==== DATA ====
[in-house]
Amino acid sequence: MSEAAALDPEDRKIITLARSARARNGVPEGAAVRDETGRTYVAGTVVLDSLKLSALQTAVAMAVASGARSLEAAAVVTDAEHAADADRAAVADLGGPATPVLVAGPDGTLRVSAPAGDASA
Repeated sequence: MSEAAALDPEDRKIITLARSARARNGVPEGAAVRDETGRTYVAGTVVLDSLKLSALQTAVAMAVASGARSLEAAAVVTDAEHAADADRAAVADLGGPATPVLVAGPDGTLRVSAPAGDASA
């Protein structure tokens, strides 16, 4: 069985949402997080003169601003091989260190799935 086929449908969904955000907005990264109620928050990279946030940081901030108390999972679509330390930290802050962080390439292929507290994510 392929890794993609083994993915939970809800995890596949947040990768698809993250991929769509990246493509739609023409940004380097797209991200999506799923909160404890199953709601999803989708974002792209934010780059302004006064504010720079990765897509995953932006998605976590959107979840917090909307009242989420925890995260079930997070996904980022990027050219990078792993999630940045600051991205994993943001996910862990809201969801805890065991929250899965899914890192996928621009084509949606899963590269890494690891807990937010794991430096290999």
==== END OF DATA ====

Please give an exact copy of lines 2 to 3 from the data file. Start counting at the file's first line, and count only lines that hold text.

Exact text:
Amino acid sequence: MSEAAALDPEDRKIITLARSARARNGVPEGAAVRDETGRTYVAGTVVLDSLKLSALQTAVAMAVASGARSLEAAAVVTDAEHAADADRAAVADLGGPATPVLVAGPDGTLRVSAPAGDASA
Repeated sequence: MSEAAALDPEDRKIITLARSARARNGVPEGAAVRDETGRTYVAGTVVLDSLKLSALQTAVAMAVASGARSLEAAAVVTDAEHAADADRAAVADLGGPATPVLVAGPDGTLRVSAPAGDASA